CTOs in Ontario have been described as having ‘admirable respect’ for service user’s autonomy (Dawson, Romans,  Gibbs, & Ratter, 2003). However respectful, CTOs do limit service users’ civil rights and, therefore, their value ought to be measured in terms of relative benefits to service users (O’Brien, Farrell, & Faulkner, 2009). Ten years after the introduction of CTO legislation there remains a paucity of research on its usefulness (O’Brien, & Farrell, 2005; Hunt et al 2007). The most significant limitation of all existing studies of CTOs in Ontario is that they fail to include service users’ perceptions.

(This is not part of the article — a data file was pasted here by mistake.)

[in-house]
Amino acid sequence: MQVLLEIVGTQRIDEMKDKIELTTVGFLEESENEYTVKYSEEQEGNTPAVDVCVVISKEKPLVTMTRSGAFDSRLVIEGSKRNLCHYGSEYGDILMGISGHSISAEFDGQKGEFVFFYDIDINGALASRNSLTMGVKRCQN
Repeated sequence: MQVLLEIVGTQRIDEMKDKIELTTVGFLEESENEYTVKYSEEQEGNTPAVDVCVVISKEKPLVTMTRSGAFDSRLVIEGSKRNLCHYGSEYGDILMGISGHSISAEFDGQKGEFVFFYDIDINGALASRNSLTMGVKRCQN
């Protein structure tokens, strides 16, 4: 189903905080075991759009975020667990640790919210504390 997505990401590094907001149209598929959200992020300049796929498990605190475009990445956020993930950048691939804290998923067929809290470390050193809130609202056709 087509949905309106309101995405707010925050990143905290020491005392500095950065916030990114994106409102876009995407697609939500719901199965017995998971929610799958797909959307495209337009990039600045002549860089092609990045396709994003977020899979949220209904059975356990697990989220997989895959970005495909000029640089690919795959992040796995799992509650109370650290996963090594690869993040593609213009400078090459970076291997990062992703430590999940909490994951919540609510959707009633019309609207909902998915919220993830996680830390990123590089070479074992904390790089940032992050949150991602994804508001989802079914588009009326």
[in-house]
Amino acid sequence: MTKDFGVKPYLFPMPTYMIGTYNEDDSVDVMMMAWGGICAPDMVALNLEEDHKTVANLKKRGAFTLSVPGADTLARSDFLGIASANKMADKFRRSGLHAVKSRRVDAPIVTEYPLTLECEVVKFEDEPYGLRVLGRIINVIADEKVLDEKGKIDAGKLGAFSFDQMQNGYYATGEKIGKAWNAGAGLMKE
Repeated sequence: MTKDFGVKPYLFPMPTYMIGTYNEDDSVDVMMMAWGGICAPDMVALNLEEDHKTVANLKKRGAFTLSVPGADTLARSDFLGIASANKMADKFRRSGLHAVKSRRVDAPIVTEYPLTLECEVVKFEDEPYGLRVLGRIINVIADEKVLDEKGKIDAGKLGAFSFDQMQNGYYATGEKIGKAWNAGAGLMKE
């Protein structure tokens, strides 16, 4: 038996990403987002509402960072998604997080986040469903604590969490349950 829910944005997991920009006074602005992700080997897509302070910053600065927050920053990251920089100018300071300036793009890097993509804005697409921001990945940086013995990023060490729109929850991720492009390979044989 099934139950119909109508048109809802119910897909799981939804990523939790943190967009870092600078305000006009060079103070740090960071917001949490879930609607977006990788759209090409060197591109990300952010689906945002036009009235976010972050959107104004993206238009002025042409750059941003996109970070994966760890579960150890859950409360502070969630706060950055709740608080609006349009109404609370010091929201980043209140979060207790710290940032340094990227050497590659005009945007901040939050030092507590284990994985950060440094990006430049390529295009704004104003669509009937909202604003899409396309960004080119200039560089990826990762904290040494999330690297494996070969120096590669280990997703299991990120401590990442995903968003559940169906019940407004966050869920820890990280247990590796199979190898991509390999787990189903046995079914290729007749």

Most research aimed at exploring the opinions and beliefs of service users has been conducted in the United States. Swartz, Swanson, Wagner, Hannon, Burns, Shumway (2003) examined the preferences of four stakeholder groups: persons in treatment for schizophrenia (n=104), family members, clinicians, members of the public, concerning outpatient commitment for persons with schizophrenia. The study concluded that ‘stakeholders were willing to accept the coerciveness of outpatient commitment to gain improved outcomes for certain persons with schizophrenia and related disorders’. (Swartz et al, 2003).  Borum, Swartz, Riley, Swanson, Hiday, Wagner (1999) examined consumer perceptions of involuntary outpatient commitment. In this study 306 people with severe and persistent mental illness were interviewed to determine their perceptions of the requirements of the court order and its effects in improving treatment compliance and community tenure. Eighty two percent of respondents believed that under PCT people are more likely to keep their appointments, take medication, stay out of hospital (Borum et al, 1999).  Rain, Steadman, Robbins (2003) investigated whether mental health inpatients perceptions of coercion were associated with post discharge treatment adherence.  One hundred and seventeen participants who were eligible for New York’s OPC were interviewed and their perception of coercion was measured at 1, 5, and 11 months post discharge. These authors found no correlation between patients’ perceived coercion and adherence as reported by service providers. (Rain et al, 2003). Van dorn , Elbogen, Redlich Swanson, Swartz, Mustillo (2006) explore the link between receipt of mandated treatment and reasons for avoiding or delaying treatment reported by persons with severe mental illness. These researchers found that “efforts to use leverage to improve treatment adherence may in some cases have the opposite effect by further alienating some individuals and strengthening the internal barriers that keep them from participating voluntarily in treatment.” (Van Dorn et al, 2006).   Scheid-Cook (1993) conducted an analysis of participant constructions of outpatient commitment. In general, he found that clinicians favoured the greater control over clients that an outpatient commitment provided. The clients in his study, on the other hand, were cognizant of the greater liberty it afforded them.